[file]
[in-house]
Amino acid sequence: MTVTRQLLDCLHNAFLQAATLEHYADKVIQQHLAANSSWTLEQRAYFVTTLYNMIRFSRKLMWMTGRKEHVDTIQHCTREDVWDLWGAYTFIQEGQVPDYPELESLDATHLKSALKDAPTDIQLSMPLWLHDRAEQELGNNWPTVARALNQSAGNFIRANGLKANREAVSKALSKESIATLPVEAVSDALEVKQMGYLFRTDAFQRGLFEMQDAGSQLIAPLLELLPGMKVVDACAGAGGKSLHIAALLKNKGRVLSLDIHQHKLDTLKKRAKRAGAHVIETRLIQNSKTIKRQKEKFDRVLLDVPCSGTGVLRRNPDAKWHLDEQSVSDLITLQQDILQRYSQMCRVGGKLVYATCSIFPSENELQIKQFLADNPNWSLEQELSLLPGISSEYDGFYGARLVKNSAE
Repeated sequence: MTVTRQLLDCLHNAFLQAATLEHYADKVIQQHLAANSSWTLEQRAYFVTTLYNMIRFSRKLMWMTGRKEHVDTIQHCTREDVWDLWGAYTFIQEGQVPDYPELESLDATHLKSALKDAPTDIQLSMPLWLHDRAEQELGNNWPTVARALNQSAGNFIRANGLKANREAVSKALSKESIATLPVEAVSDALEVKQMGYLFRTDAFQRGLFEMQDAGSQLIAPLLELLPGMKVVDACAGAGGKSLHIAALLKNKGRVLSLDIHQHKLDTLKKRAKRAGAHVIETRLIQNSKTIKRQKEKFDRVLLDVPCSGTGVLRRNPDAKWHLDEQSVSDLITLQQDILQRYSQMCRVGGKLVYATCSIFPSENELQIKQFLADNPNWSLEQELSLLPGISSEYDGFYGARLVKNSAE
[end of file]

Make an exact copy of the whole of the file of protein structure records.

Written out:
[in-house]
Amino acid sequence: MTVTRQLLDCLHNAFLQAATLEHYADKVIQQHLAANSSWTLEQRAYFVTTLYNMIRFSRKLMWMTGRKEHVDTIQHCTREDVWDLWGAYTFIQEGQVPDYPELESLDATHLKSALKDAPTDIQLSMPLWLHDRAEQELGNNWPTVARALNQSAGNFIRANGLKANREAVSKALSKESIATLPVEAVSDALEVKQMGYLFRTDAFQRGLFEMQDAGSQLIAPLLELLPGMKVVDACAGAGGKSLHIAALLKNKGRVLSLDIHQHKLDTLKKRAKRAGAHVIETRLIQNSKTIKRQKEKFDRVLLDVPCSGTGVLRRNPDAKWHLDEQSVSDLITLQQDILQRYSQMCRVGGKLVYATCSIFPSENELQIKQFLADNPNWSLEQELSLLPGISSEYDGFYGARLVKNSAE
Repeated sequence: MTVTRQLLDCLHNAFLQAATLEHYADKVIQQHLAANSSWTLEQRAYFVTTLYNMIRFSRKLMWMTGRKEHVDTIQHCTREDVWDLWGAYTFIQEGQVPDYPELESLDATHLKSALKDAPTDIQLSMPLWLHDRAEQELGNNWPTVARALNQSAGNFIRANGLKANREAVSKALSKESIATLPVEAVSDALEVKQMGYLFRTDAFQRGLFEMQDAGSQLIAPLLELLPGMKVVDACAGAGGKSLHIAALLKNKGRVLSLDIHQHKLDTLKKRAKRAGAHVIETRLIQNSKTIKRQKEKFDRVLLDVPCSGTGVLRRNPDAKWHLDEQSVSDLITLQQDILQRYSQMCRVGGKLVYATCSIFPSENELQIKQFLADNPNWSLEQELSLLPGISSEYDGFYGARLVKNSAE